Spiller has refused to say whether he has been involved as either an NJEA officer or as mayor behind the scenes but two things are clear: he has publically taken the side of the MEA and NJEA in the dispute with the superintendent, and the absence of the school board from the news stories has been conspicuous. The board itself is only mentioned as a place for
meetings. School board members seem invisible: not one was mentioned or quoted. Indeed, on-going negotiations with a mediator are between the superintendent and the MEA, not the school board. Perhaps the school board has delegated all authority to the superintendent, but in that case the board’s silence in the face of a boycott of his plans is inexplicable.
(According to the Local, the MEA claims that the school district has filed suit, so perhaps the board is acting covertly).

This then begs the question about Spiller’s influence over the school board: When the mayor controls the school board and sides with the MEA, do school board members become quiescent? Perhaps it is no surprise the that a new petition is circulating which calls for a referendum on changing Montclair from a mayor-appointed school board to an elected school board. Clearly, many Montclair residents are unhappy with the current state of affairs.

Spiller’s Conflict of Interest Was and Is Manifest

Sadly, Spiller’s behavior was predictable. The Sunlight Policy Center alerted Montclair residents to Spiller’s significant conflict of interest during the May 2020 mayoral election. The issue apparently resonated with Montclair voters because, despite substantial help from the NJEA and outspending his rival by 8-to-1, Spiller won by a mere 195 votes out of over 10,000 cast. They remembered that Spiller was removed by a Superior Court judge from the Montclair Board of School Estimates for his conflict of interest as a councilman. They recognized that as a mayor who appoints the entire Montclair school board, Spiller’s conflict of interest was even greater. That conflict of interest has now come home to roost at the worst possible time.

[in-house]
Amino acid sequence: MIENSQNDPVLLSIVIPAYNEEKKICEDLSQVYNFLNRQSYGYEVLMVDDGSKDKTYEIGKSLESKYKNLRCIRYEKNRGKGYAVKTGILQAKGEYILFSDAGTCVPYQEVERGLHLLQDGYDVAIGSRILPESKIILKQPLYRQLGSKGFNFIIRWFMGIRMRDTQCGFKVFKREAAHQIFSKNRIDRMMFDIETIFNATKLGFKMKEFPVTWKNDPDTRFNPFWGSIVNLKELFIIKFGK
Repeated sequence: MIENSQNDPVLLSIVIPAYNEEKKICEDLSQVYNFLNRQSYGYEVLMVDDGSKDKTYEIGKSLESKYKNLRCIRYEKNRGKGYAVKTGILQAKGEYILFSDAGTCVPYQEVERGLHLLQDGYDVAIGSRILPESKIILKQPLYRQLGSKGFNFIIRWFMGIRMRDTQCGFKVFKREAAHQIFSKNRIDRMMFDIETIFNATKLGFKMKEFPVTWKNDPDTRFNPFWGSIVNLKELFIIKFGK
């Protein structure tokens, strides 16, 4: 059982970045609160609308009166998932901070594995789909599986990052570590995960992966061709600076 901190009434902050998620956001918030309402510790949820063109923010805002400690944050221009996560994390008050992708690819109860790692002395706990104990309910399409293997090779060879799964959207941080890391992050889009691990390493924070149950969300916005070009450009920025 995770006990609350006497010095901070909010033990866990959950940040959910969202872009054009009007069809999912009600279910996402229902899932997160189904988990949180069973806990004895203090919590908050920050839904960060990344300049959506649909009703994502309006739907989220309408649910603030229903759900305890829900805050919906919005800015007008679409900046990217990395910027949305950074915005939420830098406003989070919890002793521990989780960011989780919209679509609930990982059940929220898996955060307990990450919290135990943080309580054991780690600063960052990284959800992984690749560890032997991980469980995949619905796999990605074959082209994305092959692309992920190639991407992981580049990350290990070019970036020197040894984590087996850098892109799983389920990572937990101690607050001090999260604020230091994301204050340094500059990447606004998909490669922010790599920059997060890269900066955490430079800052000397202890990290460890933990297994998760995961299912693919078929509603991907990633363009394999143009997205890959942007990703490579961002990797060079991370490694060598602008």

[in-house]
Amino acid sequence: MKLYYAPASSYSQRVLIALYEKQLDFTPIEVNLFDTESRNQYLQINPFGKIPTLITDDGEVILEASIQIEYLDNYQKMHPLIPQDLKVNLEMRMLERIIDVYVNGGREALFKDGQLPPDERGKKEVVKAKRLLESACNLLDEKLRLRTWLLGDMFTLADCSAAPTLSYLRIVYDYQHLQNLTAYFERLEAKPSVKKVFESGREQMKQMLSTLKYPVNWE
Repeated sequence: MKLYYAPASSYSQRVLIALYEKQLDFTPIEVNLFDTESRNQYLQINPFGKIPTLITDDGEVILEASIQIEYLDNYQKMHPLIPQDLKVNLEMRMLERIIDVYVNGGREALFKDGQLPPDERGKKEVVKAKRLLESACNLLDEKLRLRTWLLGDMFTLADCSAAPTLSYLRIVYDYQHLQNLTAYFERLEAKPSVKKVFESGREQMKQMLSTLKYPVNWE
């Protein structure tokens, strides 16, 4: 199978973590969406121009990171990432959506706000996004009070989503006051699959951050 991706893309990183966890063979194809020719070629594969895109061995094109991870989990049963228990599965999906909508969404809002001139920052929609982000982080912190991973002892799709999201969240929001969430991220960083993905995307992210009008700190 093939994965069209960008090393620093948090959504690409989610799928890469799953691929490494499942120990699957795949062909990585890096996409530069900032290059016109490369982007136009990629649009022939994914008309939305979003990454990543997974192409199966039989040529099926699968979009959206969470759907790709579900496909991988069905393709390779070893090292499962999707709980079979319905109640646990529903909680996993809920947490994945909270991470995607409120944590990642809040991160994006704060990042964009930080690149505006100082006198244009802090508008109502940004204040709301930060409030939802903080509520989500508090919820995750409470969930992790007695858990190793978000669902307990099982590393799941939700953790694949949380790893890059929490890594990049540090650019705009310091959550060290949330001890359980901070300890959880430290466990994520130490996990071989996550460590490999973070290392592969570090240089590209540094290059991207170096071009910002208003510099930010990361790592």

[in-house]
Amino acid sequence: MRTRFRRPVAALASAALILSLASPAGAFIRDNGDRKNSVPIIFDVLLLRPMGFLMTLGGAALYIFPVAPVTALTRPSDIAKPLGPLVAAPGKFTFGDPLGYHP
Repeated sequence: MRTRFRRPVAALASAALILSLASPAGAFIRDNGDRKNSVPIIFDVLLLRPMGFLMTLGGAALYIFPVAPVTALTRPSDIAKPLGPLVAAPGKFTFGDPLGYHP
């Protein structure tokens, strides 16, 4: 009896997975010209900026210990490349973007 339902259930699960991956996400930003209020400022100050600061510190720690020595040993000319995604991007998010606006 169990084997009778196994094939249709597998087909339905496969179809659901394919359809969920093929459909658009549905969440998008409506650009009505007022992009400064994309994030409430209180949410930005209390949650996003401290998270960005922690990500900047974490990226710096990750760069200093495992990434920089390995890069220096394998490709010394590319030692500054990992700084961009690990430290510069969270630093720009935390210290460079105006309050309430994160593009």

So in a crisis for Montclair, when push came to shove, Mayor Spiller stood with his union: the same union that has paid him over $2 million as an officer; the same union he is next in line to lead; and the same union to whose members he owes a fiduciary duty. No wonder the MEA feels emboldened to unilaterally decide the fate of Montclair’s public schools.
They have the mayor – who also appoints the school board – on their side. Too bad for Superintendent Ponds and too bad for Montclair parents whoare desperate for their children to return to in-person learning.

What About the Students of Montclair, Mayor Spiller?

With both the mayor and the NJEA calling for vaccines for the entire teaching staff before schools can be declared safe, the key question becomes: how long will it be before Montclair schools can re-open? Because teachers have not been prioritized for vaccination by the state, does this demand mean that Montclair public schools will remain closed for several more months, possibly to the end of the school year? NJEA President Marie Blistan has made clear that the state should be prepared for “interruptions in learning for maybe another year.” Not very promising words for Montclair students who have been remote-learning for almost a year.

As a candidate, Spiller promised to provide “the best possible education for our students.” What about the students of Montclair, Mayor Spiller?